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To ask the Secretary of State for Environment, Food and Rural Affairs what research she has commissioned on the duration of damage to
30 Jun 2005 : Column 1644W
(a) soil and (b) ground water on land that was used for (i) munitions production and (ii) fireworks production; and if she will make a statement. 
Mr. Bradshaw: The Environment Agency has published two documents regarding the potential for contamination of land at former explosives manufacturing sites (including fireworks). Both deal with the characteristics of the potential contaminants at such sites. This includes their solubility and biodegradability which can be used to indicate the likelihood of them persisting at the site and the methods required to investigate and remediate such contamination.
Defra has two publications in its Industry Profiles" series on munitions and firework production. This series provides information on the processes, materials and waste associated with individual industries, with respect to land contamination:
Jim Knight: The most recent estimate of the Norway rat population in England was a minimum of 5,240,000 individuals. This figure was established by a review that assessed the population and conservation status of all British mammals, published in 1995. The only recent objective national survey of rat presence is within the English House Condition Survey (EHCS). The 1996 survey revealed that 0.23 per cent. of properties had rats indoors and 1.6 per cent. had rats present outside. A report on the rodent element of the 2001 EHCS will be published this summer.
Mrs. Spelman: To ask the Secretary of State for Environment, Food and Rural Affairs what the (a) timetable for the establishment, (b) remit and (c) membership will be of the proposed Rural Housing Commission. 
Jim Knight: The criteria for selection for inspection depends on whether the inspection relates to scheme eligibility or to cross-compliance. Where inspections relate to eligibility criteria, the relevant regulation requires that member states must make a random selection from the population of applicants, and a risk-based selection to highlight cases of irregularity. The latter must take account of:
for farmers who had no hectares in the single payment Scheme reference period, compliance with the condition that at least 50 per cent. of the agricultural activity maintained in the reference period expressed in livestock units has been maintained; and
Where inspections relate to cross-compliance conditions, the relevant regulation requires that member states select all inspections on the basis of a risk analysis appropriate to the cross compliance requirements and standards or to the existing legislation.
Norman Baker: To ask the Secretary of State for Environment, Food and Rural Affairs how many tyres were (a) purchased, (b) reused and (c) disposed of by (i) landfill, (ii) incineration, (iii) illegal fly-tipping and (iv) other means in each year since 2001. 
Mr. Bradshaw: Figures from tyre manufacturers and importers show replacement tyre sales of around 28 million car and truck units in 2003. It is estimated a further 15 million units were introduced on newly registered vehicles.
The information requested, is set out in the following table, and is based on information supplied to the Used Tyre Working Group (UTWG). Figures from the UTWG can be found on www.tyredisposal.co.uk. Full 2004 figures are not yet available.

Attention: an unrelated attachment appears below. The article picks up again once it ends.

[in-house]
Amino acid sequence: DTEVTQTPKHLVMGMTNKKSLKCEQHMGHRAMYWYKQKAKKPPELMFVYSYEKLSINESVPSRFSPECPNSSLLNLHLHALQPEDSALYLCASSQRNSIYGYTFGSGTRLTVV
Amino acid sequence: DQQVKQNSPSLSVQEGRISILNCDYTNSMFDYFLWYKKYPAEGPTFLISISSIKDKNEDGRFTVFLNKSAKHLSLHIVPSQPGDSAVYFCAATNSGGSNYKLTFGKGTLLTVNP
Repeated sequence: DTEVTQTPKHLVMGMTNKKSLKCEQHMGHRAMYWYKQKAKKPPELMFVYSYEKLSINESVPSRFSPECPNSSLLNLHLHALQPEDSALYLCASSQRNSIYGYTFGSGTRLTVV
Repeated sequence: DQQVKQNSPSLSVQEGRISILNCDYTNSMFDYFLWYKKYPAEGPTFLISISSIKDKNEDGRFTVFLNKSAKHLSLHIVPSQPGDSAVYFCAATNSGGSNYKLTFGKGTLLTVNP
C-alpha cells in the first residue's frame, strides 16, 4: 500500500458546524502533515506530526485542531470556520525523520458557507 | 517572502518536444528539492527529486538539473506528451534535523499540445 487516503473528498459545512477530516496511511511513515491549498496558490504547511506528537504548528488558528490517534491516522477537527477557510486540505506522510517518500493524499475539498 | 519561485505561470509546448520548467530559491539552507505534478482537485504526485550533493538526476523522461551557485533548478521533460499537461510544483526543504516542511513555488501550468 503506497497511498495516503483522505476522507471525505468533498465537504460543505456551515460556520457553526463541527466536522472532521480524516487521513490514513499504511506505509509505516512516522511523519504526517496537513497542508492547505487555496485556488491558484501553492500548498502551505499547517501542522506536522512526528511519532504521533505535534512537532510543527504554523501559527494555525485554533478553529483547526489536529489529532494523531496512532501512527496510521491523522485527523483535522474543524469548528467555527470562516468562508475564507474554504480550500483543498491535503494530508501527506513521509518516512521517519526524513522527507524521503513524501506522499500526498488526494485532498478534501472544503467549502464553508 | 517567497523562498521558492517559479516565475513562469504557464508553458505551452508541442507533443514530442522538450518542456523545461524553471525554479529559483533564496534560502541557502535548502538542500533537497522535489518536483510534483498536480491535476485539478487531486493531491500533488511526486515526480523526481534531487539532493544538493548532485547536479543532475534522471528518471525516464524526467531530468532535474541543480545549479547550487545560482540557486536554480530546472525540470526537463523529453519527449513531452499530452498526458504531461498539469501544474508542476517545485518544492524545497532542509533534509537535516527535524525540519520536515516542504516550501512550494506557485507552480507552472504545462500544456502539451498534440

|Used tyre arisings (tonnes)||481,000||447,000||444,000|
The ban on the landfill of whole tyres at all existing hazardous waste landfill sites and all new landfill sites on 16 July 2003 passed without significant effect on tyre collection or recovery capacity. The next key date will be 16 July 2006 when shredded tyres will be banned from landfilling. Whole tyres can continue to be used for landfill engineering for both hazardous and non-hazardous landfills. The numbers of tyres disposed to landfill is reducing, and 2004 returns from members of the Tyre Recovery Association, which represents tyre collectors and reprocessors and accounts for a significant proportion of overall used tyre activity, indicate that landfill disposal reduced sharply in 2004.
|Barking and Dagenham||60|
|Corporation of London||14|
|Hammersmith and Fulham||85|
|Kensington and Chelsea||233|
|Richmond upon Thames||123|
Mr. Willis: To ask the Secretary of State for Environment, Food and Rural Affairs if she will make a statement on plans to release white tailed sea eagles in the UK; and what assessment has been made of the likely impact of their releases on (a) other wildlife and (b) livestock. 
White-tailed eagles are still absent from much of their former range which encompassed all of Europe including the length of Britain, wherever there was suitable habitat, particularly coastal and freshwater wetlands.
The species is considered to be a potentially suitable candidate for a reintroduction programme. However unless a detailed feasibility study demonstrates the likely success of any proposed reintroduction then it will not take place. The feasibility study must include an assessment against IUCN (The World Conservation Union) criteria for species reintroductions.
Plans are at such an early stage that no feasibility study has been completed. This study will need to consider a range of biological and social-economic requirements, including the impact on other wildlife and livestock. Note the following extracts from the IUCN reintroduction criteria:
The species, if any, that has filled the void created by the loss of the species concerned, should be determined; an understanding of the effect the re-introduced species will have on the ecosystem is important for ascertaining the success of the re-introduced population.
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